Cr Shaw invited Bridgewater PCYC manager Justin Abrahams to address the meeting about the new arrangements for the Derwent Valley PCYC, based at the former New Norfolk Sports Centre.
Constable Abrahams said he lived in the Derwent Valley and had worked in the community between New Norfolk and Bridgewater since 1995. Despite being based at Bridgewater, his activities extended from New Norfolk to Claremont and Montrose and into the Southern Midlands as well.
He said the staff and volunteers of the Bridgewater PCYC were directing most of their attention to primary school-aged children as a means of early intervention. "There's a bit of a methodology about us trying to engage youths younger, particularly the ones that are displaying or starting to demonstrate anti-social behaviours or things that are going to lead them to a point later in life where they're just not going to be out to get a job," he said.
"And if we can do it younger, we can eliminate a lot of heartache and problems later, and to a large degree we can save a lot of money doing it that way too. We're not going to leave them festering along so that we're trying to pick them up in the judicial system in 10 or 15 years time, hopefully we can try to turn a couple of them around now."
|Bridgewater PCYC president Rodney Graham, left, with Tammi|
and Justin Abrahams, and assistant manager Samantha Andrews
with their 2019 Telstra Small Business Award.
"Once a person hits 24, if they don't have an accreditation or qualification there's a 90% chance they are going to be unemployed for the rest of their life." He said he had initially baulked at that statistic but it was borne out by his experiences. "So that's why we're struggling so hard to get these guys into something."
While sports coaches and fitness trainers continue to make up the majority of Bridgewater PCYC staff, they are augmented by youth workers, dancing instructors, community development workers, a driving instructor, social workers and a psychologist. The are also 32 volunteers in a wide range of roles.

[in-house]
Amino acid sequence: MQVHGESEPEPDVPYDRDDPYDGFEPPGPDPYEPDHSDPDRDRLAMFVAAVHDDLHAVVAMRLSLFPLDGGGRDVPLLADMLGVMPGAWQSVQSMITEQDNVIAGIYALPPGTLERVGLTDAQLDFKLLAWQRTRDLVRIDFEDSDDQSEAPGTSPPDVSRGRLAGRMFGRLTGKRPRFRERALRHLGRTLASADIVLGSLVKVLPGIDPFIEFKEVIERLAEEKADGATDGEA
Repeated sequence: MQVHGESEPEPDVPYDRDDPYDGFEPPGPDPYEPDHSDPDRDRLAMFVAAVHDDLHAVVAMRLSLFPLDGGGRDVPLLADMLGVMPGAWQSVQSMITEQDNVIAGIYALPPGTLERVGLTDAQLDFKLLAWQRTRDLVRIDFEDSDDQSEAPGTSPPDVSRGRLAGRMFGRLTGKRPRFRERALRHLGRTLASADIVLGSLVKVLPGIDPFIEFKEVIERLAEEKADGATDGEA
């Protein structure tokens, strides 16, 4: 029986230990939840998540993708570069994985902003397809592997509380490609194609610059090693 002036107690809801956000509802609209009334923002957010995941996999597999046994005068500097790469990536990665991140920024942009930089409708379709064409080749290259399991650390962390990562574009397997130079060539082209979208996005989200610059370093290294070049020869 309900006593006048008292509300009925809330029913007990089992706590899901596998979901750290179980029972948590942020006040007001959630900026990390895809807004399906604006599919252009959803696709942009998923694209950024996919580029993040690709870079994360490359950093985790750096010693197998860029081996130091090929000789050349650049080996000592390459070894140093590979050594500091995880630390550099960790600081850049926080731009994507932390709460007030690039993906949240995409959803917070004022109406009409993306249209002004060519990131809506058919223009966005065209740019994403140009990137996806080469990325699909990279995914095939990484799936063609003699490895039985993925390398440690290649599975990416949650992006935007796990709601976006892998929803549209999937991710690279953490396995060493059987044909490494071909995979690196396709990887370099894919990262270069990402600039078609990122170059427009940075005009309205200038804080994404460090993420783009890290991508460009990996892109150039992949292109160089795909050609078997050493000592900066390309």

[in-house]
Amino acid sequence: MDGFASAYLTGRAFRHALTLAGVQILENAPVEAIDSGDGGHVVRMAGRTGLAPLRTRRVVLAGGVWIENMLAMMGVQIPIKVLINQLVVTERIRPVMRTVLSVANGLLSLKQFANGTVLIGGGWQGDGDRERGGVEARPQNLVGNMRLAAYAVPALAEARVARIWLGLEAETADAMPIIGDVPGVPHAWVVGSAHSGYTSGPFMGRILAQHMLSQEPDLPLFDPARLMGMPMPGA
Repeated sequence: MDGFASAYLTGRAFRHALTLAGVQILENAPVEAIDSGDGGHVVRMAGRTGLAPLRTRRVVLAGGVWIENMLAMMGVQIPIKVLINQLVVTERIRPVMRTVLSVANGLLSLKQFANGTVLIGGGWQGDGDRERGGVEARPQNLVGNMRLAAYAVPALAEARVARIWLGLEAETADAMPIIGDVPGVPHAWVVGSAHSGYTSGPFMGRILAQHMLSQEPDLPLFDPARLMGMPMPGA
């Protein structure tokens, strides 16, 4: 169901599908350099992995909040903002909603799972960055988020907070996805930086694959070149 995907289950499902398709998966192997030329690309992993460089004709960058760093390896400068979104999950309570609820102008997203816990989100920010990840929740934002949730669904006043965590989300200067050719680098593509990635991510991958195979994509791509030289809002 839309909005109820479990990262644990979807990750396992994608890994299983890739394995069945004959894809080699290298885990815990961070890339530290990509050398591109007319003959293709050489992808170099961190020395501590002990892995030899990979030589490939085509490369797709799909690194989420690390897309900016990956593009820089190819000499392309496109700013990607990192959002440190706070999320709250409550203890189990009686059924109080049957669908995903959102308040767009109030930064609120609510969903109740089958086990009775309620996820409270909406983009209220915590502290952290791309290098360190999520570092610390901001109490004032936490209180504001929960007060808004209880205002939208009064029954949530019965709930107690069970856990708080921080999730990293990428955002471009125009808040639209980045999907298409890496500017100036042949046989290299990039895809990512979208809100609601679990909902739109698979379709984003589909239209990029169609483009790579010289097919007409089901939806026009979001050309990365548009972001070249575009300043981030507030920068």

|The Derwent Valley PCYC in Third Ave, New Norfolk.|
"We've flooded the centre with staff, we've plugged our best youth workers into the gap to try to curb some behaviours and we've been doing that increasingly since the start of the year, but it is working. We are starting to see behavioural turnaround in less than 12 months, which is great. We're really happy with that because it is not a quick thing."
"The number and volume of kids that are coming in is really spiking. We started in February and if we got 10 kids in the drop-in centre in the afternoon that was a lot of kids," he said. Recently the number has grown to more than 50."
Councillors had no questions or comments for Constable Abrahams when given the opportunity. From the public gallery, Derwent Valley Tidy Towns Committee member Ian Lacey spoke about behavioural problems at Ellis Dean Reserve, and Derwent Valley Youth Future Action Team (D'FAT) facilitator Matt Hill commended the PCYC on its collaboritive approach.
Cr Shaw thanked Constable Abrahams for the presentation. "As a council group we're really happy that we've decided to partner with the PCYC and the funding we have allocated ... is being put to really good use," he said.
The Derwent Valley PCYC, in Third Ave, New Norfolk, is open on weekdays from 1-5pm. More information can be found on its Facebook page.
As the recent winner of a Telstra Tasmanian Small Business Award, the Bridgewater PCYC is one of 32 candidates for the national People's Choice Award. Voting closes on Wednesday, November 20.